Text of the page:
Kenyans, roads are not markets; go sell your merchandise elsewhere

Hawkers selling footwear on the footbridge near Bellevue, South C, Nairobi. [David Gichuru, Standard]

One of the major achievements of the Jubilee government is infrastructure development, particularly road networks around the country. Among these are the 27-kilometer Nairobi expressway which will cost the taxpayer Sh62 billion, and the Sh18 billion 170-kilometre Ahero-Kisii-Isebania road. All are nearing completion.

The expressway is expected to be the panacea to the traffic congestion in the city. Similarly, the once very narrow Kisii-Migori road that has claimed many lives in accidents is now wide and easy to drive on, making travelling more comfortable. It will also improve trade between Kenya and Tanzania.

However, these achievements may be short-lived if citizens do not change their behavior. Just after its completion, vandals stripped the Thika superhighway of many a metallic component, turning the splendour into a risk. Since these roads cost the taxpayer a lot of money, their destruction by citizens should be a concern for all.

In addition, we need to use roads only for what they are meant for. It is not uncommon to find all sorts of activities that hitherto were carried out elsewhere, relocated to the newly-built roads. Roads, especially in urban areas, are turned into parking lots, garages, markets, car wash sites and kitchens. Vegetables are cut and sold on the road; people cook, eat and sell clothes on the road besides other 'unroadworthy' business. Shops and food kiosks are erected on top of culverts and roadside waterways. Sometimes people uproot kerbstones meant to protect road users to give room for more business space.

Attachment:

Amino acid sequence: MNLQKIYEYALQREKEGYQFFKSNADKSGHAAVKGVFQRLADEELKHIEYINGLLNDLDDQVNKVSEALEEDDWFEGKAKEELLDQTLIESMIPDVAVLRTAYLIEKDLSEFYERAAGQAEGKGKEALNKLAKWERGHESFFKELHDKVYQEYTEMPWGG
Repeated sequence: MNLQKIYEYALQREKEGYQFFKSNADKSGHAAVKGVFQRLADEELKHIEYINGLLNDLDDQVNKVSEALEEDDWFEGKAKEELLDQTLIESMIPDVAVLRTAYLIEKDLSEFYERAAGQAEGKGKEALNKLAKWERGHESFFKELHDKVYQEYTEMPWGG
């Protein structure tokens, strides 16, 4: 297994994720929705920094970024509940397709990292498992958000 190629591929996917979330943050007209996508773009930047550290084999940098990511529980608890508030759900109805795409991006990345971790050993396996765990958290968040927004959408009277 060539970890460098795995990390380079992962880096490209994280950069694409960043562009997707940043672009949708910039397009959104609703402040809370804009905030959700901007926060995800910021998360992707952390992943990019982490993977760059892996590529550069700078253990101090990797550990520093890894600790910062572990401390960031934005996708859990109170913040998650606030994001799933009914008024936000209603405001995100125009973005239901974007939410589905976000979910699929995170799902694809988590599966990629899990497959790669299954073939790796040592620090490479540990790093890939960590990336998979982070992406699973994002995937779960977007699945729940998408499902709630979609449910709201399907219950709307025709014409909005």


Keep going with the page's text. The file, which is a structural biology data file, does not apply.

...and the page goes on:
Kenyans have a crazy appetite for ‘free space’ and to them, roads are free land. Oftentimes, misuse of roads begins with one person erecting their businesses on the road reserve while others wait to see what happens. If no one stops the first risk taker, other entrepreneurs begin to flock the road with abandon.

On one side of the road, one starts a car wash business and soon others follow suit. The water and detergent from these washing points erode and corrode the road. On the other side, vendors spread their wares on the road. Motorists are left at the mercy of these illegal road users, who also risk their lives. Worse, roads have become dumping sites. Safety-cautious citizens also erect bumps using all sorts of stones.

In Rongo town, motorists and pedestrians have nightmares on the roads. Major roads passing through the town and access ones that were recently constructed have been turned into kitchens, eateries and markets.

Instead of selling products in the modern market, green grocers literally spread their wares on the road. Cloth and shoe vendors spread their wares on the roads as motorcyclists also park on the road. Some people have even extended the veranda of their roadside kiosks to the road! This misuse of roads not only endangers the lives of other legal road users but also destroys the vital infrastructure.

Whether highway, rural, urban or access roads, the cost of construction and maintenance of roads is high. The government plans to spend Sh5 billion in rehabilitation of damaged access roads and footbridges during the 2021/22 financial year.

It is pointless to spend billions of shillings on projects that only last a weaning period. As we celebrate the improvement of our road networks, let us stop destroying them.